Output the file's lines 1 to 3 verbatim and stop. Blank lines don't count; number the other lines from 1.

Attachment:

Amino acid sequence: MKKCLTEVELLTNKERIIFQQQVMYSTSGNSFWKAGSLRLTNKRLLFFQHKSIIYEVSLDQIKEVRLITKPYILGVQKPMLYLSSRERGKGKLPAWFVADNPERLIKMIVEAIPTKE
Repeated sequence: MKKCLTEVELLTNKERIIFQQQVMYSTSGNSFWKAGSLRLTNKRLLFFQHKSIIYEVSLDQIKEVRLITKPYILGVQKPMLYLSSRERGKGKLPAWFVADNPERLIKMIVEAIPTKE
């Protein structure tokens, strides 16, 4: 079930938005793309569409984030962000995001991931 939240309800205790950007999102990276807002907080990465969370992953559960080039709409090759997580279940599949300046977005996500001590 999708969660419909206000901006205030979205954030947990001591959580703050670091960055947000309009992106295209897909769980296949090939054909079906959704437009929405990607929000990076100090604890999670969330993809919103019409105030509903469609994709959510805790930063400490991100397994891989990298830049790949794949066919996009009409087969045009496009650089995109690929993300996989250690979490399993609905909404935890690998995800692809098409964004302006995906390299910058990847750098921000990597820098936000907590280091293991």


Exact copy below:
Amino acid sequence: MKKCLTEVELLTNKERIIFQQQVMYSTSGNSFWKAGSLRLTNKRLLFFQHKSIIYEVSLDQIKEVRLITKPYILGVQKPMLYLSSRERGKGKLPAWFVADNPERLIKMIVEAIPTKE
Repeated sequence: MKKCLTEVELLTNKERIIFQQQVMYSTSGNSFWKAGSLRLTNKRLLFFQHKSIIYEVSLDQIKEVRLITKPYILGVQKPMLYLSSRERGKGKLPAWFVADNPERLIKMIVEAIPTKE
């Protein structure tokens, strides 16, 4: 079930938005793309569409984030962000995001991931 939240309800205790950007999102990276807002907080990465969370992953559960080039709409090759997580279940599949300046977005996500001590 999708969660419909206000901006205030979205954030947990001591959580703050670091960055947000309009992106295209897909769980296949090939054909079906959704437009929405990607929000990076100090604890999670969330993809919103019409105030509903469609994709959510805790930063400490991100397994891989990298830049790949794949066919996009009409087969045009496009650089995109690929993300996989250690979490399993609905909404935890690998995800692809098409964004302006995906390299910058990847750098921000990597820098936000907590280091293991």